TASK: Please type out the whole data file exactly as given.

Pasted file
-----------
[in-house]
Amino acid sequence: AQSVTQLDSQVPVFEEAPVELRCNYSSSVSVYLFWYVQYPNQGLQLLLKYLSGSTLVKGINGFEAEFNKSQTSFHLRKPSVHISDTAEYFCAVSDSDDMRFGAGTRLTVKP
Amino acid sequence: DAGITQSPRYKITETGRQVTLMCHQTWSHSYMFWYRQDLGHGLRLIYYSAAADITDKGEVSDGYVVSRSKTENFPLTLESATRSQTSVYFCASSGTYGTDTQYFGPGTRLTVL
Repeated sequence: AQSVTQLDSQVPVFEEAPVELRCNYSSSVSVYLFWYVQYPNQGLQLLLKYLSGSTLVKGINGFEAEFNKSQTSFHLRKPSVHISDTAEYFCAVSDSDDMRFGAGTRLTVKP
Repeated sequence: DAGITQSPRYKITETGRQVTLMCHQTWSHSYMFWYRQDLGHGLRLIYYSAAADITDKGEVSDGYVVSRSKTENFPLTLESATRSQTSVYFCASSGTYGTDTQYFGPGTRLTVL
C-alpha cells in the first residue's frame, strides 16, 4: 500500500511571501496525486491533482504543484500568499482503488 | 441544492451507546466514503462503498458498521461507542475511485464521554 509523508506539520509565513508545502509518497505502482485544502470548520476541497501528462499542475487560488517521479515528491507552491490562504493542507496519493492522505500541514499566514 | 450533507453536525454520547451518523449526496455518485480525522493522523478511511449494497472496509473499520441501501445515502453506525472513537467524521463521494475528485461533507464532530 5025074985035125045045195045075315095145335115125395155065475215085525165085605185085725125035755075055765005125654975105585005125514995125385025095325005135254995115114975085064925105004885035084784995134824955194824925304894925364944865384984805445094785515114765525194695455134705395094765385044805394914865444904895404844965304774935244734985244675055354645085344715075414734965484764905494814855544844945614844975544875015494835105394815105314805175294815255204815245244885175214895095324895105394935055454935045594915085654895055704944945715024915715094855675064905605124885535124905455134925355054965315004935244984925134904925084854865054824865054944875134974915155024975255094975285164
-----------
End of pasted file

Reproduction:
[in-house]
Amino acid sequence: AQSVTQLDSQVPVFEEAPVELRCNYSSSVSVYLFWYVQYPNQGLQLLLKYLSGSTLVKGINGFEAEFNKSQTSFHLRKPSVHISDTAEYFCAVSDSDDMRFGAGTRLTVKP
Amino acid sequence: DAGITQSPRYKITETGRQVTLMCHQTWSHSYMFWYRQDLGHGLRLIYYSAAADITDKGEVSDGYVVSRSKTENFPLTLESATRSQTSVYFCASSGTYGTDTQYFGPGTRLTVL
Repeated sequence: AQSVTQLDSQVPVFEEAPVELRCNYSSSVSVYLFWYVQYPNQGLQLLLKYLSGSTLVKGINGFEAEFNKSQTSFHLRKPSVHISDTAEYFCAVSDSDDMRFGAGTRLTVKP
Repeated sequence: DAGITQSPRYKITETGRQVTLMCHQTWSHSYMFWYRQDLGHGLRLIYYSAAADITDKGEVSDGYVVSRSKTENFPLTLESATRSQTSVYFCASSGTYGTDTQYFGPGTRLTVL
C-alpha cells in the first residue's frame, strides 16, 4: 500500500511571501496525486491533482504543484500568499482503488 | 441544492451507546466514503462503498458498521461507542475511485464521554 509523508506539520509565513508545502509518497505502482485544502470548520476541497501528462499542475487560488517521479515528491507552491490562504493542507496519493492522505500541514499566514 | 450533507453536525454520547451518523449526496455518485480525522493522523478511511449494497472496509473499520441501501445515502453506525472513537467524521463521494475528485461533507464532530 5025074985035125045045195045075315095145335115125395155065475215085525165085605185085725125035755075055765005125654975105585005125514995125385025095325005135254995115114975085064925105004885035084784995134824955194824925304894925364944865384984805445094785515114765525194695455134705395094765385044805394914865444904895404844965304774935244734985244675055354645085344715075414734965484764905494814855544844945614844975544875015494835105394815105314805175294815255204815245244885175214895095324895105394935055454935045594915085654895055704944945715024915715094855675064905605124885535124905455134925355054965315004935244984925134904925084854865054824865054944875134974915155024975255094975285164